Water cache two comes at mile 630, and I want to be done. I want to be done but I know I can’t, and I’m having a pity party because it’s not fair that I’m so tired and Alex isn’t. It’s not fair that the rest of our trail family (aside from Ben and Sonya) is ahead of us with no problems. I feel like I’m not good enough and I never will be and everyone should just leave me and go have fun without me. This is bad. I do not normally have these thoughts, and I have one more massive climb to fuel my downward spiral before I can stop for the day.
Propelled forward by the consideration that if I don’t climb this hill today I’ll have to do it tomorrow morning, I start in. Holy shit. I thought I had been hiking in wind before, this is a fucking hurricane. Moving up switchback after switchback, each time I round a corner I go from fighting for each step forward to fighting from being blown forward off the mountain. Emotions oscillate from exasperation and tears (into the wind) to screaming at the wind things like “oh, you think this makes up for it?!” when it’s pushing me up the hill (and nearly off the side of the mountain). I don’t mean I’m walking with the wind, I mean the wind is walking me up the mountain. When the wind is at my back, I’m weirdly both enjoying myself and terrified that I’ll become airborne. When I’m walking into it, I am a few fraying threads from completely unraveling. Back and forth, switch this way, then that. Between terrified hysterical laughing and exhausted collapse. I am a mad woman. With rivulets or saltwater running down my face (part welling frustration, part wind-whipped eyes), I make it to the top. It’s not the top, but for a blissful moment it is the top. There is a flat place to set up a tent, but I think the real crest of the mountain can’t be far, so I push on. The top is a marathon past where I pictured it in my mind. In reality, it’s just two miles. What I experience is four false finishes with a true finish in a hurricane atop a sub-zero ridge just after the sun dips below the horizon, with fifteen tents taking up every inch of flat ground and anchored down by large branches, rocks, boulders, and the bodies inside them. This is the kind of wind that lays waste to ultralight tents. My tent is ultra-heavy, so it will do just fine. Alex and I set it up on the least slanted piece of ridge we can find, and crawl inside to regain feeling in our fingertips.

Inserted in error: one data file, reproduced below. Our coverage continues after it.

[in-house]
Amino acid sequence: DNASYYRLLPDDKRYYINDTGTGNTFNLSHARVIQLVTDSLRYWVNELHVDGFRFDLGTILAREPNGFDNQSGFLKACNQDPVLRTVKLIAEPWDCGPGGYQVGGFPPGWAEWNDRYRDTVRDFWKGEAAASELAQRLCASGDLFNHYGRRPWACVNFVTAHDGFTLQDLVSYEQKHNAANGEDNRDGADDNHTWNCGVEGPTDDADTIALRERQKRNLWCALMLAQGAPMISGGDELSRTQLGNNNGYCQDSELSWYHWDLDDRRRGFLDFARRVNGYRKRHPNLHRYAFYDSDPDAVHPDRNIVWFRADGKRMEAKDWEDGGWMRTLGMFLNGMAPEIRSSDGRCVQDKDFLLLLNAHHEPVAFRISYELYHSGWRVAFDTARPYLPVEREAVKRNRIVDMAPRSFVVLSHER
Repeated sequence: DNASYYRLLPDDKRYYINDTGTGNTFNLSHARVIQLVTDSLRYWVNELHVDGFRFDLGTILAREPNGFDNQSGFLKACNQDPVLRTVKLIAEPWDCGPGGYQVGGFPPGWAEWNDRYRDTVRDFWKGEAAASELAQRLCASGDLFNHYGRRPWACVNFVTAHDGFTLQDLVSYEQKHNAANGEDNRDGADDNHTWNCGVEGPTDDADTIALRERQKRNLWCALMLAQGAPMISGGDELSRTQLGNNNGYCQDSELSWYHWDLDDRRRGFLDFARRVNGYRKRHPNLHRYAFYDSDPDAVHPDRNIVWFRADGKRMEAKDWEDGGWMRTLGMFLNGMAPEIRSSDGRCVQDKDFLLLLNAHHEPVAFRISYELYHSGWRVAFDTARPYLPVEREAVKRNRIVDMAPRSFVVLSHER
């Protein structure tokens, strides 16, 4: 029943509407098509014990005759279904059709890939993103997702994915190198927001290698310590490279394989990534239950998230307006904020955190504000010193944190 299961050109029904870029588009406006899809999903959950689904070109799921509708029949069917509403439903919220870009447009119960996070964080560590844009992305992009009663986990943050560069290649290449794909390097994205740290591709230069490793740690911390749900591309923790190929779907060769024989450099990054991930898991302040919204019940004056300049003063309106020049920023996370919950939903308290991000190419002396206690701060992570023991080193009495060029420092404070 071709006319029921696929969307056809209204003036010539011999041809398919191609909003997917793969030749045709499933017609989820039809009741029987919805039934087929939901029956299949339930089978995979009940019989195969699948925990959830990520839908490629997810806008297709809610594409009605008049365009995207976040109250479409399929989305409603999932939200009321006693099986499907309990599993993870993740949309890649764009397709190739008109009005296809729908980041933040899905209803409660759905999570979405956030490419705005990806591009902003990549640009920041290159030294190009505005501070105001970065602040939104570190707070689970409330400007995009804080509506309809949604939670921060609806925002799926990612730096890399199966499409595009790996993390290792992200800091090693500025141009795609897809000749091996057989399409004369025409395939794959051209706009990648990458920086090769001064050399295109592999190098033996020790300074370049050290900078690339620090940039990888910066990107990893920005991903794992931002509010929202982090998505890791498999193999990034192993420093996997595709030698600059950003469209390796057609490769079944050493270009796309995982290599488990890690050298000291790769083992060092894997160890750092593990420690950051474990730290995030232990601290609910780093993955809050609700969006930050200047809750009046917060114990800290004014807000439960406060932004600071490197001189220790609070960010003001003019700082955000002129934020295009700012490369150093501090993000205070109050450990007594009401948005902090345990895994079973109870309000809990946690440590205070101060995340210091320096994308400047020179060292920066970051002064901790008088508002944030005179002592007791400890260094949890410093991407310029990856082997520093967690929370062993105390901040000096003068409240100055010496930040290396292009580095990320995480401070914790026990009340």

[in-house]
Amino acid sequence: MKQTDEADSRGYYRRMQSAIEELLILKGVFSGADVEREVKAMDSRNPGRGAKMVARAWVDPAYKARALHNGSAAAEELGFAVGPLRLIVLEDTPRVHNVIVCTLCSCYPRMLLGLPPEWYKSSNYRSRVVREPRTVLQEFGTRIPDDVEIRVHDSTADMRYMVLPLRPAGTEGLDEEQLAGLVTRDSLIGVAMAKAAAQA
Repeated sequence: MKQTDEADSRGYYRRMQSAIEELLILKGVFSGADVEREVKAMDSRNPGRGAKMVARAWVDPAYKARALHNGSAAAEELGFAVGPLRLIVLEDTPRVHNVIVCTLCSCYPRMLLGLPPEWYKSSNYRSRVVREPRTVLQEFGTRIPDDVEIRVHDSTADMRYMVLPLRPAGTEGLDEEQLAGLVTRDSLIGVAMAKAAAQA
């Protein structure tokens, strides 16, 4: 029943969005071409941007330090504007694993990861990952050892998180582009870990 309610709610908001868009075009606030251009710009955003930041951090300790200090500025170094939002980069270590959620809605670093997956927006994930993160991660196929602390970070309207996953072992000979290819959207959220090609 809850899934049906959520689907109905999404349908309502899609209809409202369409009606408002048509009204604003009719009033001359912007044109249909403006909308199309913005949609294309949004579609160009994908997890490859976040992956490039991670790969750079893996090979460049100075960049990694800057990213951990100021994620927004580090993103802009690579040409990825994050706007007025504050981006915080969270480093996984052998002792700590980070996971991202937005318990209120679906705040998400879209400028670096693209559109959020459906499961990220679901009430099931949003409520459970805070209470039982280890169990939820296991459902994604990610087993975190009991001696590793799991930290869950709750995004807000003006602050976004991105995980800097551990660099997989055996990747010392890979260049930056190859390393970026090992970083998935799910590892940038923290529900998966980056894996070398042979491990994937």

Today took me to within an inch of breaking. I know what that feels like now. I know what it feels like to feel that and keep walking. It hurts, but it’s something I’ve done now, so I don’t have to wonder about doing it anymore. The next time I feel that feeling, I’ll just acknowledge it, let it live for a minute, and then keep walking.